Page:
injected beam modulation (which may be represented by        describing the scalings of the growth rates and wavenum-
two constant amplitude space charge waves) can be made       bers of harmonic and intermodulation distortions.
to cancel the nonlinear beam modes (“nonlinear space            The experiments demonstrate that maximum suppres-
charge waves”) at a single point [9]. What separates the     sion occurs at only one axial location and that this lo-
physics of harmonic distortions in TWTs from that of         cation can be shifted by changing the input power and
FELs or KLAs, however, is that in the latter devices,        phase of the injected harmonic wave. Thus the ex-
both nonlinear and linear mode wavenumbers scale with        periments confirm the theoretical principle of Eq. (2),
the frequency of the excitation (e.g., the wavenumber        that the resultant harmonic wave consists of two modes
of a second harmonic excitation is approximately twice       with different growth rates and wavelengths. In fact,
the wavenumber of the fundamental, β2f = 2βf , regard-       the agreement of experimental and simulation results on
less of whether the excitation is a linear or nonlinear      the location of suppression is only possible if the theory
mode). In contrast, recent TWT theory predicts that the      and experiment are in precise agreement on the relative
wavenumber of a nonlinear excitation will differ signifi-      scalings of the linear versus nonlinear growth rates and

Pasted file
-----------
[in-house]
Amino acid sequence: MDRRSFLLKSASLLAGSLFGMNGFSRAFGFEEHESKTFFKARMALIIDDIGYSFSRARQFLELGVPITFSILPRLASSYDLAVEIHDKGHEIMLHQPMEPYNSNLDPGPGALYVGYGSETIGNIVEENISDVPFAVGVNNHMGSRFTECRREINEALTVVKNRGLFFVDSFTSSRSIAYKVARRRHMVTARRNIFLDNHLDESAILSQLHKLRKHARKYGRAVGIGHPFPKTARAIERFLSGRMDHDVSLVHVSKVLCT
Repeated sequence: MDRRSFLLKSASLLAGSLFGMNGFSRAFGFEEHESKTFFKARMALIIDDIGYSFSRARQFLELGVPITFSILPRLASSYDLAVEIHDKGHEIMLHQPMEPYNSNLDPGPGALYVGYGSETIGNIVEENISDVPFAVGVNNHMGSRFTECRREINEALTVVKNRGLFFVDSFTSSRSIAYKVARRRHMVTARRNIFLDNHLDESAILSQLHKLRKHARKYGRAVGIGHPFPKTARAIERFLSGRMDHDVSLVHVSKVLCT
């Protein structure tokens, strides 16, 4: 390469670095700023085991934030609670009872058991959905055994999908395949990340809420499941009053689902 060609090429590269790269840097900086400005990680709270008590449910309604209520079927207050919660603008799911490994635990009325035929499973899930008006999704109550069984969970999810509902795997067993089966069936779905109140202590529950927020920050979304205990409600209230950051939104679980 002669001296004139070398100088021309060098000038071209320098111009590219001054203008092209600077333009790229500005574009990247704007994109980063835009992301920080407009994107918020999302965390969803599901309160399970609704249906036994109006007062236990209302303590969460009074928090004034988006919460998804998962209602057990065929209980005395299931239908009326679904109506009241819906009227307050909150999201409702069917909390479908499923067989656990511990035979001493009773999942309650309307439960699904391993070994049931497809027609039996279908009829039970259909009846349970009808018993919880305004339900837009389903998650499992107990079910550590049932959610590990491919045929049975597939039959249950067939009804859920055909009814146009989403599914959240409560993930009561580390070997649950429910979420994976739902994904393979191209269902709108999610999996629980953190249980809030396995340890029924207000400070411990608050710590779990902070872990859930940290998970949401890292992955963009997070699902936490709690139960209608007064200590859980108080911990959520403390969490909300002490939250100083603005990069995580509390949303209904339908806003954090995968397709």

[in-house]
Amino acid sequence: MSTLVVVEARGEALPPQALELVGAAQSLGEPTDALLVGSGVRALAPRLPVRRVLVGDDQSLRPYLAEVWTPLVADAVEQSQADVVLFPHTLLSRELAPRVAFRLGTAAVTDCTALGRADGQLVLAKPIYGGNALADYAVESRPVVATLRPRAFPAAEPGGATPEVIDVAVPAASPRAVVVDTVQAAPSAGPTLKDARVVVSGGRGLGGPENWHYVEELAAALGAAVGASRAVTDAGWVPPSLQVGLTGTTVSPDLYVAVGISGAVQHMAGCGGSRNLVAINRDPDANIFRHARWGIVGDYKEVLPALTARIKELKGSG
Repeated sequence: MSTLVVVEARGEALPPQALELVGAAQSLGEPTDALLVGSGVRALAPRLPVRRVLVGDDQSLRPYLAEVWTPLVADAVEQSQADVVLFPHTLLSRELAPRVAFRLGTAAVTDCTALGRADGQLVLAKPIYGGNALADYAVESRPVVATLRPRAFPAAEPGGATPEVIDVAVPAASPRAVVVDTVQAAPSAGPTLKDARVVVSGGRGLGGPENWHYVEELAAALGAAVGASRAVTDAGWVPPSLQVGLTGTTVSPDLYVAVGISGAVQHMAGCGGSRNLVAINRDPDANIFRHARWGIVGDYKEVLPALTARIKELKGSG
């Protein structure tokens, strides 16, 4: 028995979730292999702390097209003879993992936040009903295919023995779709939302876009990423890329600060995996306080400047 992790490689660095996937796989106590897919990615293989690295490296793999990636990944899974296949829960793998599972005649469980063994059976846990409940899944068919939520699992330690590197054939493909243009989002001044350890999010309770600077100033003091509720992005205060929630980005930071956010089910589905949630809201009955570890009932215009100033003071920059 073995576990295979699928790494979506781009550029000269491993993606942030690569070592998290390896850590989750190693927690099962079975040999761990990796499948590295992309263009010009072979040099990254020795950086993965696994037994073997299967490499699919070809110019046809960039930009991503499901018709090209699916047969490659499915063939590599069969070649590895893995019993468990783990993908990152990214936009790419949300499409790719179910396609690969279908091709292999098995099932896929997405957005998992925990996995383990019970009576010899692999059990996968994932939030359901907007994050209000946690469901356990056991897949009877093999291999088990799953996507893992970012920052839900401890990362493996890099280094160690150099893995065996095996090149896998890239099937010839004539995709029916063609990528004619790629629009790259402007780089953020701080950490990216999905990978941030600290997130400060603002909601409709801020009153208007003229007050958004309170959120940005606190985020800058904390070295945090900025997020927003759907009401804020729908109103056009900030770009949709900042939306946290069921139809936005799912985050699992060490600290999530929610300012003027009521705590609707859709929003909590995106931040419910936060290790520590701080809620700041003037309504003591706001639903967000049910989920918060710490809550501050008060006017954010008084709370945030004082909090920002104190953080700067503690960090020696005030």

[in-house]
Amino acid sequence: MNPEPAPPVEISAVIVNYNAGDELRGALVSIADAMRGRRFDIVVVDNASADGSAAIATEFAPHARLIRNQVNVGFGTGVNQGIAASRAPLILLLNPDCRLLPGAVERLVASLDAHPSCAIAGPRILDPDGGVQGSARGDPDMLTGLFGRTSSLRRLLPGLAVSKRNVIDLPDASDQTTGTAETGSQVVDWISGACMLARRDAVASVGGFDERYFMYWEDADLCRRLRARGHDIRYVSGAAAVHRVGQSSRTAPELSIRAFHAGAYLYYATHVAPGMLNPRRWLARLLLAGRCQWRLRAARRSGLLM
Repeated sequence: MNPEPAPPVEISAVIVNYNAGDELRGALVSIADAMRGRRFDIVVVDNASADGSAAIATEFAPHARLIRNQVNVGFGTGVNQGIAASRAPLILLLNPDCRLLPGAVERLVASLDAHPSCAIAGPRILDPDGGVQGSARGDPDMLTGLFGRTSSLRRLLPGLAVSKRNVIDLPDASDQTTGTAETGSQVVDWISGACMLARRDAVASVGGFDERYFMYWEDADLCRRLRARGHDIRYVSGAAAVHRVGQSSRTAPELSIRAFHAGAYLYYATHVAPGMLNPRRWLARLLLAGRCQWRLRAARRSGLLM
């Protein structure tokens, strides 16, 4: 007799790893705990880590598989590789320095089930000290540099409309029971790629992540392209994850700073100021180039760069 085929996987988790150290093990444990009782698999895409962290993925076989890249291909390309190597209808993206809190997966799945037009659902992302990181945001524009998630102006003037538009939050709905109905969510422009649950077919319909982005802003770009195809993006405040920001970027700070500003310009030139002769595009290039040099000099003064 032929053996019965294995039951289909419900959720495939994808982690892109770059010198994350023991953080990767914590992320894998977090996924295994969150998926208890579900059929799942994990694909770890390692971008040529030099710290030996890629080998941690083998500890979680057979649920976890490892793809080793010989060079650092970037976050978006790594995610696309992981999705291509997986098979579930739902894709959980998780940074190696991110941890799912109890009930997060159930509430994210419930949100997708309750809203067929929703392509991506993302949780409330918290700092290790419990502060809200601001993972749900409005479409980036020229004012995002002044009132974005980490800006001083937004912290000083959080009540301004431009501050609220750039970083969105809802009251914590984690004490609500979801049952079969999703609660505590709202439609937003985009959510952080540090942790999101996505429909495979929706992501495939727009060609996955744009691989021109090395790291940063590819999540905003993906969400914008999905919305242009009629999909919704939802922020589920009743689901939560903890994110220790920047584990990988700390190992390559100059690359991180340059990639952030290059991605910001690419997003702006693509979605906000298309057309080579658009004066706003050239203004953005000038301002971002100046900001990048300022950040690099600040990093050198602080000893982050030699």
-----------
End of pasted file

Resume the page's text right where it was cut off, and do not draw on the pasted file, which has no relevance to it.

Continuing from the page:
cantly from the linear excitation [1, 2]. Specifically, the   wavenumbers. The discrepancies between the experimen-
nonlinear mode’s wavenumber can be expected to scale         tally measured harmonic powers and the simulated values
approximately with the frequency of the excitation, as       have been identified as most likely due to 3-d beam effects
with KLAs or FELs, but the linear mode’s wavenumber          (e.g. scalloping) [20]. This would not significantly alter
is predicted to differ significantly from such scaling due     the growth rate or wavenumber scalings, but it would
to the effect of the slow-wave on the beam and the effect      readily explain discrepancies between the absolute power
of the waveguide’s dispersion on the slow-wave.              levels on the sensors and computer code predictions.
   Using a custom-manufactured TWT, we have been                While Eq. (2) derived from the S-MUSE model is only
able to experimentally confirm that harmonic suppres-         valid prior to saturation, experimental results and large-
sion by harmonic injection occurs at only one position       signal simulations using the Lagrangian code LATTE
along the TWT interaction, and that this cancellation        are valid for all drive regimes. However, the physics of
point moves as the input signal parameters are appropri-     Eq. (2) is still inherent in the LATTE simulations, at
ately varied. Comparison of the measurements with nu-        least prior to saturation where S-MUSE and LATTE have
merical simulation (see Fig. 3) shows excellent agreement    been shown to agree. Interestingly, simulations using